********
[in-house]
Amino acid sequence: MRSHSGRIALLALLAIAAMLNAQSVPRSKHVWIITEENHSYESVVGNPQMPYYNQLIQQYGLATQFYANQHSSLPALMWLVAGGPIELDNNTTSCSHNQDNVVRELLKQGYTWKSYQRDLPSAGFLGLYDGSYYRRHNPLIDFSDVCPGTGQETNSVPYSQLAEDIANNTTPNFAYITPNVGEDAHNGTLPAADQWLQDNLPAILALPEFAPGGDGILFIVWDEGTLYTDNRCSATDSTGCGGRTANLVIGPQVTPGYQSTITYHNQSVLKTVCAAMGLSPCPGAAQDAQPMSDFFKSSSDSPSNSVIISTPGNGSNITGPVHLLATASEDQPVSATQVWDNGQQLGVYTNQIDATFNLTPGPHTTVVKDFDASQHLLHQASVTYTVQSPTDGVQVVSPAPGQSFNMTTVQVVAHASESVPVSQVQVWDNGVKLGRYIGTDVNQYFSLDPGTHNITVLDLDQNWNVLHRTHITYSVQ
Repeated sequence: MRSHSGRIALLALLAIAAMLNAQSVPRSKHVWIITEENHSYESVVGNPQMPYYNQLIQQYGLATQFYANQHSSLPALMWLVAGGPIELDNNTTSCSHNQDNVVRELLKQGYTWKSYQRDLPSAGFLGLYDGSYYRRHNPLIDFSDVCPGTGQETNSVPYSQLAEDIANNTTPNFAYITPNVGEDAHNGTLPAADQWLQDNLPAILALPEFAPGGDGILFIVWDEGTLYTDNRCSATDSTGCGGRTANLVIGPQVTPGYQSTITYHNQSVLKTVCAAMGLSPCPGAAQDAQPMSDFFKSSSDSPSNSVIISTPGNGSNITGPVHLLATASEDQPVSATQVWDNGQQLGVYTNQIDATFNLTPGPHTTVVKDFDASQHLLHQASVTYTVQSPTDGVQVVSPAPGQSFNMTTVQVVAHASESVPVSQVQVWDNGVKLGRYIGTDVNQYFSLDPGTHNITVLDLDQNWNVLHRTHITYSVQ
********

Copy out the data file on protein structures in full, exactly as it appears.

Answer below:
[in-house]
Amino acid sequence: MRSHSGRIALLALLAIAAMLNAQSVPRSKHVWIITEENHSYESVVGNPQMPYYNQLIQQYGLATQFYANQHSSLPALMWLVAGGPIELDNNTTSCSHNQDNVVRELLKQGYTWKSYQRDLPSAGFLGLYDGSYYRRHNPLIDFSDVCPGTGQETNSVPYSQLAEDIANNTTPNFAYITPNVGEDAHNGTLPAADQWLQDNLPAILALPEFAPGGDGILFIVWDEGTLYTDNRCSATDSTGCGGRTANLVIGPQVTPGYQSTITYHNQSVLKTVCAAMGLSPCPGAAQDAQPMSDFFKSSSDSPSNSVIISTPGNGSNITGPVHLLATASEDQPVSATQVWDNGQQLGVYTNQIDATFNLTPGPHTTVVKDFDASQHLLHQASVTYTVQSPTDGVQVVSPAPGQSFNMTTVQVVAHASESVPVSQVQVWDNGVKLGRYIGTDVNQYFSLDPGTHNITVLDLDQNWNVLHRTHITYSVQ
Repeated sequence: MRSHSGRIALLALLAIAAMLNAQSVPRSKHVWIITEENHSYESVVGNPQMPYYNQLIQQYGLATQFYANQHSSLPALMWLVAGGPIELDNNTTSCSHNQDNVVRELLKQGYTWKSYQRDLPSAGFLGLYDGSYYRRHNPLIDFSDVCPGTGQETNSVPYSQLAEDIANNTTPNFAYITPNVGEDAHNGTLPAADQWLQDNLPAILALPEFAPGGDGILFIVWDEGTLYTDNRCSATDSTGCGGRTANLVIGPQVTPGYQSTITYHNQSVLKTVCAAMGLSPCPGAAQDAQPMSDFFKSSSDSPSNSVIISTPGNGSNITGPVHLLATASEDQPVSATQVWDNGQQLGVYTNQIDATFNLTPGPHTTVVKDFDASQHLLHQASVTYTVQSPTDGVQVVSPAPGQSFNMTTVQVVAHASESVPVSQVQVWDNGVKLGRYIGTDVNQYFSLDPGTHNITVLDLDQNWNVLHRTHITYSVQ